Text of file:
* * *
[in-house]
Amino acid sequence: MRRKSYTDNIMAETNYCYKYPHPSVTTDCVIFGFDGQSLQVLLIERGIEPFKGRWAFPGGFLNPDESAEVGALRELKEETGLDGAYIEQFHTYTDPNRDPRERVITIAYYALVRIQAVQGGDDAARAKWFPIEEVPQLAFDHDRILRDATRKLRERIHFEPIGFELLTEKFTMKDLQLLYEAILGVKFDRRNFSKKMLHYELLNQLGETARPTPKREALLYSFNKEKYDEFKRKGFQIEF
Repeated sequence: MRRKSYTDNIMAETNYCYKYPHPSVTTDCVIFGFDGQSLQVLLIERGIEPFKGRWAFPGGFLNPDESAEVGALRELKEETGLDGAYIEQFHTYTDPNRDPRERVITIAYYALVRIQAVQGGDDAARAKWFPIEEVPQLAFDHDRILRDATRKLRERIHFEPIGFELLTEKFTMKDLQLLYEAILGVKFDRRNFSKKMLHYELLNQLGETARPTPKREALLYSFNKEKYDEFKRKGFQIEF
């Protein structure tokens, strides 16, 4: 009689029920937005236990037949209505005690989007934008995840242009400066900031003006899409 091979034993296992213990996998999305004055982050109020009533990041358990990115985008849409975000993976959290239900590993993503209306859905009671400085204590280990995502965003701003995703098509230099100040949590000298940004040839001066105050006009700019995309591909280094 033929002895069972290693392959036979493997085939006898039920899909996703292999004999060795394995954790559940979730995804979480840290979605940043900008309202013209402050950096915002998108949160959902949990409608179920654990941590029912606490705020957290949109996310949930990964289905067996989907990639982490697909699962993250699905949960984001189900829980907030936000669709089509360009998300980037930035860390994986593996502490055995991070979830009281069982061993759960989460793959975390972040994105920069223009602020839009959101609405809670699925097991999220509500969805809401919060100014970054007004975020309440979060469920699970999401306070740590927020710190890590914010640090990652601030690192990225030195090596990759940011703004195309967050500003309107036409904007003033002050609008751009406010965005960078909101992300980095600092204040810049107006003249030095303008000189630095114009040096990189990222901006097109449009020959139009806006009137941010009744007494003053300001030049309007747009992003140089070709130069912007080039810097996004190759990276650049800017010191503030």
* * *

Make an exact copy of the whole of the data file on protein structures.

[in-house]
Amino acid sequence: MRRKSYTDNIMAETNYCYKYPHPSVTTDCVIFGFDGQSLQVLLIERGIEPFKGRWAFPGGFLNPDESAEVGALRELKEETGLDGAYIEQFHTYTDPNRDPRERVITIAYYALVRIQAVQGGDDAARAKWFPIEEVPQLAFDHDRILRDATRKLRERIHFEPIGFELLTEKFTMKDLQLLYEAILGVKFDRRNFSKKMLHYELLNQLGETARPTPKREALLYSFNKEKYDEFKRKGFQIEF
Repeated sequence: MRRKSYTDNIMAETNYCYKYPHPSVTTDCVIFGFDGQSLQVLLIERGIEPFKGRWAFPGGFLNPDESAEVGALRELKEETGLDGAYIEQFHTYTDPNRDPRERVITIAYYALVRIQAVQGGDDAARAKWFPIEEVPQLAFDHDRILRDATRKLRERIHFEPIGFELLTEKFTMKDLQLLYEAILGVKFDRRNFSKKMLHYELLNQLGETARPTPKREALLYSFNKEKYDEFKRKGFQIEF
């Protein structure tokens, strides 16, 4: 009689029920937005236990037949209505005690989007934008995840242009400066900031003006899409 091979034993296992213990996998999305004055982050109020009533990041358990990115985008849409975000993976959290239900590993993503209306859905009671400085204590280990995502965003701003995703098509230099100040949590000298940004040839001066105050006009700019995309591909280094 033929002895069972290693392959036979493997085939006898039920899909996703292999004999060795394995954790559940979730995804979480840290979605940043900008309202013209402050950096915002998108949160959902949990409608179920654990941590029912606490705020957290949109996310949930990964289905067996989907990639982490697909699962993250699905949960984001189900829980907030936000669709089509360009998300980037930035860390994986593996502490055995991070979830009281069982061993759960989460793959975390972040994105920069223009602020839009959101609405809670699925097991999220509500969805809401919060100014970054007004975020309440979060469920699970999401306070740590927020710190890590914010640090990652601030690192990225030195090596990759940011703004195309967050500003309107036409904007003033002050609008751009406010965005960078909101992300980095600092204040810049107006003249030095303008000189630095114009040096990189990222901006097109449009020959139009806006009137941010009744007494003053300001030049309007747009992003140089070709130069912007080039810097996004190759990276650049800017010191503030």